Courtesy of The Gospel Coalition
Occasionally, someone will ask me what I think about the King James Only controversy raging in some of the fundamentalist circles of independent Baptist life. Having grown up around many KJV-Onlyers, I can only express sadness that the conservative independent Baptists continue to separate from each other over unimportant matters.
The fundamentalist movement is cocooning itself into a safe web of tradition that will eventually squeeze the very life out of it. It used to be that independent Baptists separated themselves from other Christians over important doctrines, such as the virgin birth of Christ or the inspiration of the Scriptures. Today, the independents are separating, even among themselves, over issues such as Bible translations, music style, and dress.
Rising to the forefront of the fundamentalist squabbles is the King James Only controversy. Some groups are claiming that this is the hill on which to die, the main issue by which to tell a fundamentalist from a liberal.
So what is it anyway? The King James Only controversy is essentially a conspiracy theory that claims that all modern translations of Scripture are based on tainted manuscripts and that their translators are driven by a liberal Protestant or Roman Catholic (or even one-world government) agenda. This theory manifests itself in various forms, some of which are more extreme than others.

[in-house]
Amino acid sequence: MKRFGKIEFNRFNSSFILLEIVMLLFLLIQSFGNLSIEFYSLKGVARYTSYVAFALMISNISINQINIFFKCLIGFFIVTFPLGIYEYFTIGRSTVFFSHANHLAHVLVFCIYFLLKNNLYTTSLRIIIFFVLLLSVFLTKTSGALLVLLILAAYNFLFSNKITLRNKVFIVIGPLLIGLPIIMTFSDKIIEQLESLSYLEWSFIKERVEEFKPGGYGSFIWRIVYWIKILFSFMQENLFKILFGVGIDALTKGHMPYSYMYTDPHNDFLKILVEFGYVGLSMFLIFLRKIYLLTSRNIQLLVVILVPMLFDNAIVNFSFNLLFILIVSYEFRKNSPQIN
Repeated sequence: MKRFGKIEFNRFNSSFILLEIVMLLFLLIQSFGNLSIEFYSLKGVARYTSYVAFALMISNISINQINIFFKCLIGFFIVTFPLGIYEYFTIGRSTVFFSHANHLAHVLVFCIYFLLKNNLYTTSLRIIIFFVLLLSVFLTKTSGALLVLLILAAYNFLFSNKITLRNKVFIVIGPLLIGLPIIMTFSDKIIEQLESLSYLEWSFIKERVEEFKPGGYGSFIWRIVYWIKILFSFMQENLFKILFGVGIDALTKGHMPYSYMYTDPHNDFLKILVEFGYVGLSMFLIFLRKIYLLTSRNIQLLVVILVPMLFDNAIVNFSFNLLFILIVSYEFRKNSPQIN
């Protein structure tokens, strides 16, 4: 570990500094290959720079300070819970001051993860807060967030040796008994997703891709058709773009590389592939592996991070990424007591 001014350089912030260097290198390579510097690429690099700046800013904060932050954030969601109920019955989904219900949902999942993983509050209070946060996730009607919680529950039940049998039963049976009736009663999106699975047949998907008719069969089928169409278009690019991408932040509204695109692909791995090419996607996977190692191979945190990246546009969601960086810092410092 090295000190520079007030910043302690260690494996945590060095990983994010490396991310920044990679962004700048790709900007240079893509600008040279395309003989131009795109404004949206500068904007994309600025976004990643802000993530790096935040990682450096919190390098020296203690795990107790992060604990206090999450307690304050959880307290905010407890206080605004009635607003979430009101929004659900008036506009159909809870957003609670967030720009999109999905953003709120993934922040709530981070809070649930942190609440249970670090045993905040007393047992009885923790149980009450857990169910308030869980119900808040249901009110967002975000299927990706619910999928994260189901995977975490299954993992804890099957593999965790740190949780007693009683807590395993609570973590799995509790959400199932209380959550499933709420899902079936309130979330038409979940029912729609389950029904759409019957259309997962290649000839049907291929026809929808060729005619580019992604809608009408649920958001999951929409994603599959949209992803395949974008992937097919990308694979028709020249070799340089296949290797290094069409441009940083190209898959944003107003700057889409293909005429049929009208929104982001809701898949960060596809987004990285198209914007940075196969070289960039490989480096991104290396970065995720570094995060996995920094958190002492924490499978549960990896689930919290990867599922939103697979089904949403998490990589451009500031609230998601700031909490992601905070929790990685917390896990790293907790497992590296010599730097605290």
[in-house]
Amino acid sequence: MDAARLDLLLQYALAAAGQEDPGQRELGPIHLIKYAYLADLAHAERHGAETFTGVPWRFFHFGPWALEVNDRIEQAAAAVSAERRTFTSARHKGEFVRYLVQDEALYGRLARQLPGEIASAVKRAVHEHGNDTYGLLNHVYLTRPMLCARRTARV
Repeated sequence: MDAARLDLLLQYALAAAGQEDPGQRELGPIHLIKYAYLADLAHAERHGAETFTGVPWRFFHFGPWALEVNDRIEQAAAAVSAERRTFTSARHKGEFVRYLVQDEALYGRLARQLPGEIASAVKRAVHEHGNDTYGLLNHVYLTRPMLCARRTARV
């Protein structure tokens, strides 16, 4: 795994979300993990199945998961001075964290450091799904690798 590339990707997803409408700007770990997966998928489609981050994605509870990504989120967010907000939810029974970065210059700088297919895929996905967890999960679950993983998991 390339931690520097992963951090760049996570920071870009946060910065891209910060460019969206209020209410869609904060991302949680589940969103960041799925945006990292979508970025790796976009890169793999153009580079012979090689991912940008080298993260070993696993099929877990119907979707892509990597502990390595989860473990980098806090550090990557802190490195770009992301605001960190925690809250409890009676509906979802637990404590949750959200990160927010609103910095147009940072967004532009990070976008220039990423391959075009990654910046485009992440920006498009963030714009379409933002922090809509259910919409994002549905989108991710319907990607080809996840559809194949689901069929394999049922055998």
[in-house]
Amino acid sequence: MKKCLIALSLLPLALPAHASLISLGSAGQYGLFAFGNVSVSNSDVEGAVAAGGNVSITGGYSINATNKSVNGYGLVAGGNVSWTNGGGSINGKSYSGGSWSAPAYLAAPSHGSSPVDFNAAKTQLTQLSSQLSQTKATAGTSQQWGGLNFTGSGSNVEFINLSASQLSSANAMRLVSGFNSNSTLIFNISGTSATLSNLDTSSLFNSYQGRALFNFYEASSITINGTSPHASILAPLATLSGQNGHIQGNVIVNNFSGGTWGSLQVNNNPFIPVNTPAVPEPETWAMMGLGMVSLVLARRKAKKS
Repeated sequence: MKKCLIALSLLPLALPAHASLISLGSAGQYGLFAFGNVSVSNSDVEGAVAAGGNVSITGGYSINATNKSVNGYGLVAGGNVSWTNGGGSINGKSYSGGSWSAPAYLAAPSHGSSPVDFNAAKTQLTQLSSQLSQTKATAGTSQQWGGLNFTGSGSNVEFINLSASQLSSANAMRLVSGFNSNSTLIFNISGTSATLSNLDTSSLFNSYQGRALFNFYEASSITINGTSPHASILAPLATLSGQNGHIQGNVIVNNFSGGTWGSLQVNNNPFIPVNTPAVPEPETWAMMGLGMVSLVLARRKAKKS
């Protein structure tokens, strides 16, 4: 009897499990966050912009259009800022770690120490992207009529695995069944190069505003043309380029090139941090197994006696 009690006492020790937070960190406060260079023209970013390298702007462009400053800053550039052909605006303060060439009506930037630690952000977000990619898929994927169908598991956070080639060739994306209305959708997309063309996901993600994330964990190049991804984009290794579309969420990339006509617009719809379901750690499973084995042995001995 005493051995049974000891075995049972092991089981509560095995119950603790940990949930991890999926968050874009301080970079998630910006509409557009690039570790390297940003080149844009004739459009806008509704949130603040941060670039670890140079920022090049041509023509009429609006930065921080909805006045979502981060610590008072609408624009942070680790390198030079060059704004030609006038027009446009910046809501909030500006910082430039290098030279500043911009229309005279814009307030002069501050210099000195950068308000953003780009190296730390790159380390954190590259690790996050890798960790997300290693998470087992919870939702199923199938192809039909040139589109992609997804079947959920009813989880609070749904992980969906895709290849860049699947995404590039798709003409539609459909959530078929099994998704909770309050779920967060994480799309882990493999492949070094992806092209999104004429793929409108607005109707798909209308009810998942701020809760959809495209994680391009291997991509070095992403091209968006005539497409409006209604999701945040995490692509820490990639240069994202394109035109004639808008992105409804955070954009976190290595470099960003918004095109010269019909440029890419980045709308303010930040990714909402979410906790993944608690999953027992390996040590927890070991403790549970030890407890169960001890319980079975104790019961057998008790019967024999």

KJV Only Arguments
1. The King James Version is based on the “Majority Text” over against the modern versions that are based on the corrupt “Alexandrian Texts.”
Response: Most of the Byzantine texts used by the King James translators come from the 11th and 12th centuries. We have since discovered many older and more reliable manuscripts, which are closer to the original writings of the Bible authors. By comparing the earlier manuscripts to the later ones, we can see how the flourishes and additions of scribes can corrupt a text over time, leading us to believe that many of the “Alexandrian manuscripts” are closer to the originals and the majority of Byzantine texts altered. If the controversy were truly a textual issue, one wonders why the Greek scholars in the KJV camp have not come up with a modern English translation based on the texts they deem “inspired.” The textual issue is actually a smokescreen which hides the true reason for rejecting modern versions: any update of the KJV is considered tampering with God’s Word.
2. The modern translations attack the deity of Christ by removing references to his lordship.
Response: The Byzantine texts have the additional “Lord” and “Christ” added to the name of Jesus in many places where the older, more reliable texts do not. These are most surely the results of ambitious scribes, seeking to show reverence to the Savior or simply making mistakes in copying manuscripts. There are many examples where the deity of Christ is made clearer in modern translations than in the KJV. (Jude 4, Phil. 2:6-7, Acts 16:7, 1 Peter 3:14-15, John 14:14)
3. Heretics, occultists and homosexuals were on the translation committees of modern versions.